Boeing 777 Now The Most Popular Widebody With 2000+ Orders

The Boeing 777 has broken another record. The aircraft, which had already been the best-selling widebody jet of all time, has now exceeded 2,000 orders.

Boeing 777 Orders

According to Randy Tinseth, Boeing’s VP of Marketing, BOC and two unidentified customers placed a total of 17 orders for the 777 in December. Since its launch Boeing has received 2013 orders for the aircraft (this number also includes orders for the new 777X).

Boeing 777. Photo: Boeing.

While Boeing received 40 orders for its 777 in 2017, the number of orders increased to 51 in 2018 “really show[ing] the family’s incredible staying power as the leader in the long-haul market.”

Currently, Boeing has a backlog of 426 777 aircraft with 1,582 aircraft already delivered. (5 aircraft are currently removed from the backlog per revenue recognition accounting standard ASC 606, because Boeing is not sure if the sales will actually go through.)

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Emirates operates the most 777 aircraft (163 total). It is the only airline which has had all variants of the 777 in its fleet, including the -200, the -200ER, the -200LR, the -300, the -300ER, and the 777F.

Boeing 777 vs. Airbus A350

How do Boeing 777 sales compare to Airbus A350 sales? Over the past decade, for each A350-1000 Airbus sold, Boeing sold about three 777-300ER. As a matter of fact, as of the end of November, in 2018 more orders were placed for the 777 than any of the Airbus widebody jets including the A330, the A350 and the A380.

Why is the 777 so popular?

As Randy Tinseth stated “[t]he 777 is a powerful platform that continues to deliver unmatched passenger and cargo capabilities.” The aircraft combines passenger comfort with superior range (8,555 nautical miles for the 777-200 LR and 7,370 nautical miles for the 777-300 ER) and excellent fuel efficiency making it a great choice for airlines. In fact, out of the 20 longest commercial routes half are operated on a 777. Qatar Airways’ flight from Auckland to Doha is the longest route on a 777 and the second longest non-stop flight offered by an airline.

The freighter version is very popular as well. ANA Cargo, Lufthansa Cargo, DHL Express, Turkish Cargo, FedEx Express, and Qatar Airways ordered the 777 Freighter in 2018. The 777 Freighter has a range of 4,900 nautical miles and can carry a payload of 112 tons. It is the longest-range and largest twin-engine cargo aircraft in the world.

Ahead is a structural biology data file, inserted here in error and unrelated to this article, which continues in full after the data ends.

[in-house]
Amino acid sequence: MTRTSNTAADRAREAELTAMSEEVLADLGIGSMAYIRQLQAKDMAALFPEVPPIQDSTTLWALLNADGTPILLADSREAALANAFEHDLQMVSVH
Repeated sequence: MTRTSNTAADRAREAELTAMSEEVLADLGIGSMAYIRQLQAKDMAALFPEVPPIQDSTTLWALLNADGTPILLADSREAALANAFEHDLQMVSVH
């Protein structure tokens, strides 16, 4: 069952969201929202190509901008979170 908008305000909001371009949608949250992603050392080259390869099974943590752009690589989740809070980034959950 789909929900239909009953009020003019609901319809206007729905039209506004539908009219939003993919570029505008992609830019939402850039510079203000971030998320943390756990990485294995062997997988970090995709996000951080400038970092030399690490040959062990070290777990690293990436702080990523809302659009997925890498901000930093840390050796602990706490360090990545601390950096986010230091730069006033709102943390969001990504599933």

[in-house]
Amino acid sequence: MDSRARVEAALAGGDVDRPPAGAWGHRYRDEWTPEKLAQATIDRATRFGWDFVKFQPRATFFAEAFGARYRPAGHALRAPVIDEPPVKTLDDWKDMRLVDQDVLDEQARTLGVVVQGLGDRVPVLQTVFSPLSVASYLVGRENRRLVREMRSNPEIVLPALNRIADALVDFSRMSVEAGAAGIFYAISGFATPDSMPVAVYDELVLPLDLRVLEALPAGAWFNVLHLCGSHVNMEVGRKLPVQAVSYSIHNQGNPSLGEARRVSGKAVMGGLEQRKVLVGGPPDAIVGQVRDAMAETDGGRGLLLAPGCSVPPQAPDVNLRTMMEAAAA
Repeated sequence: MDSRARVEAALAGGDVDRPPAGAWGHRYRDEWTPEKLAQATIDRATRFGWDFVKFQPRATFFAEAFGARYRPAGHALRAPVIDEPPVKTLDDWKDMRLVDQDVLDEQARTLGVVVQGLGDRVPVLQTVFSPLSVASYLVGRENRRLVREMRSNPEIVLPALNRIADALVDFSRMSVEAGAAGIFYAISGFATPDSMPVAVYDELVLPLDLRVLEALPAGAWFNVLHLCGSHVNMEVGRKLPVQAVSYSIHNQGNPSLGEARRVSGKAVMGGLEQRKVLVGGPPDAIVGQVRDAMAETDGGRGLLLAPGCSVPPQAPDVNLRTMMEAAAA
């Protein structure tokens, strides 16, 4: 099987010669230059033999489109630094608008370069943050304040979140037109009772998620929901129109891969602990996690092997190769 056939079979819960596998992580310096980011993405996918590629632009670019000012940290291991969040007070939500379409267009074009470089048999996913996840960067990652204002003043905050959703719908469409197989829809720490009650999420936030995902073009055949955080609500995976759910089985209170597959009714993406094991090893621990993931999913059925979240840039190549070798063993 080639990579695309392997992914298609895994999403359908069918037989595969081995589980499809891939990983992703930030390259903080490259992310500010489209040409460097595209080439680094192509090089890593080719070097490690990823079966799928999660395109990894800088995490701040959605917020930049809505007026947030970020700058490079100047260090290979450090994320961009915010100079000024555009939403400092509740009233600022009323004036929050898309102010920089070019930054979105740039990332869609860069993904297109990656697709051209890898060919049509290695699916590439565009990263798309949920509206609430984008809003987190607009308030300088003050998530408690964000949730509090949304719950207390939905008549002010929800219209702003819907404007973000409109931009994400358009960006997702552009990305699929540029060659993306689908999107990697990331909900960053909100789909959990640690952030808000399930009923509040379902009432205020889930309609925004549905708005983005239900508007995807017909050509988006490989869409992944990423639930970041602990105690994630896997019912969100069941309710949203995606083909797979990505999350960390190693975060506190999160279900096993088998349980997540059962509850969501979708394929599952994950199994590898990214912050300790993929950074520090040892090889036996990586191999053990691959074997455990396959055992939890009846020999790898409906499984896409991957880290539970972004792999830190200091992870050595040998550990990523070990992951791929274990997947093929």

Boeing 777 Freighter. Photo: Boeing.

The 777’s Future

The newest member of the 777 family, the 777X, is scheduled for its first test flight in the second quarter of this year. The 777X will boast an even longer range (8,700 nautical miles for the 777-8) and better fuel efficiency. To date, Boeing has received 326 orders for the 777X. Emirates has ordered the most 777X aircraft, 150 to be exact, followed by Qatar Airways with 60 aircraft.

Boeing 777X. Photo: Boeing.

The Boeing 777 has done and continues to do well. However, the last firm order for a 777X was placed by Singapore Airlines in June of 2017. Accordingly, Boeing did not receive any orders for the 777X in 2018. Currently, several airlines are considering the purchase of the 777X, but none of them have placed a firm order.

How do you feel about the 777? Are you looking forward to the arrival of the 777X?

7 comments
    1. Stalled? Did you hear any A350 order lately? When was the last A350 order and B777 order? Answer that then maybe you can say stalled.

    2. no respect the 777x is going to be the best plane of this century no cap. the a350 is ok but nothing beats the 777x look at dreamliner and old 777 they both crushed the a350 in sales

  1. Personally, I only fly on Boeing aircraft.

    I’m not employed in any way in the Aircraft industry. I prefer to support American made aircraft.

  2. The A350 recently has seen 62 cancellations by Etihad and 70 by Emirates. Many airlines have converted their A350 to A330 including Delta. Hawaiian converted A330Neo to B787. American is considering the 787 and / or A330 neo instead of the A350. Most realize now that the A350 is just an overpriced A330 with no significant gains in economics and far higher purchase costs. Even the A350-1000 can barely match the economics of the 777-3ER which is a generation behind. Airlines that operate both types like 787/777 and A350 can feel the difference. This difference in economics also led to the A330-800 and A350-800 disappearing off the order books completely as airlines find it harder to match the costs with the reduced capacity, particularly after Airbus decided to go for a shortened A350 fuselage instead of an optimized 275 seater -800.

  3. Both Boeing 777 and A350 are long haul planes with excellent fuel consumption and technology capabilities. Most of today’s planes offer a wide range of configurations to satisfy airline and passenger’s needs. The competition is high in this segment, and nothing is written. We will see how these planes evolve over time: with the new A350 and the re-invented 777.
    As a customer, I personally love flying with dreamliners 787-8 and 787-9. Their stability and comfort (economy class) are unmatched. I used to fly with old 747-400, new 747-8, A360 and A380. I definitely don’t like crows at the boarding stage (still talking about economy: business and first class for sure are different). These big planes are also noisier compared to the 787 family.
    Even for long flights, Dreamliner’s family have starting making one stop, just to refuel and keep going as far as necessary. But for sure, for airlines it’s about business and economy, their decisions are complex in terms of what type of aircrafts they should get…., considering a high number of variables involved in the acquiring/renewing fleet.

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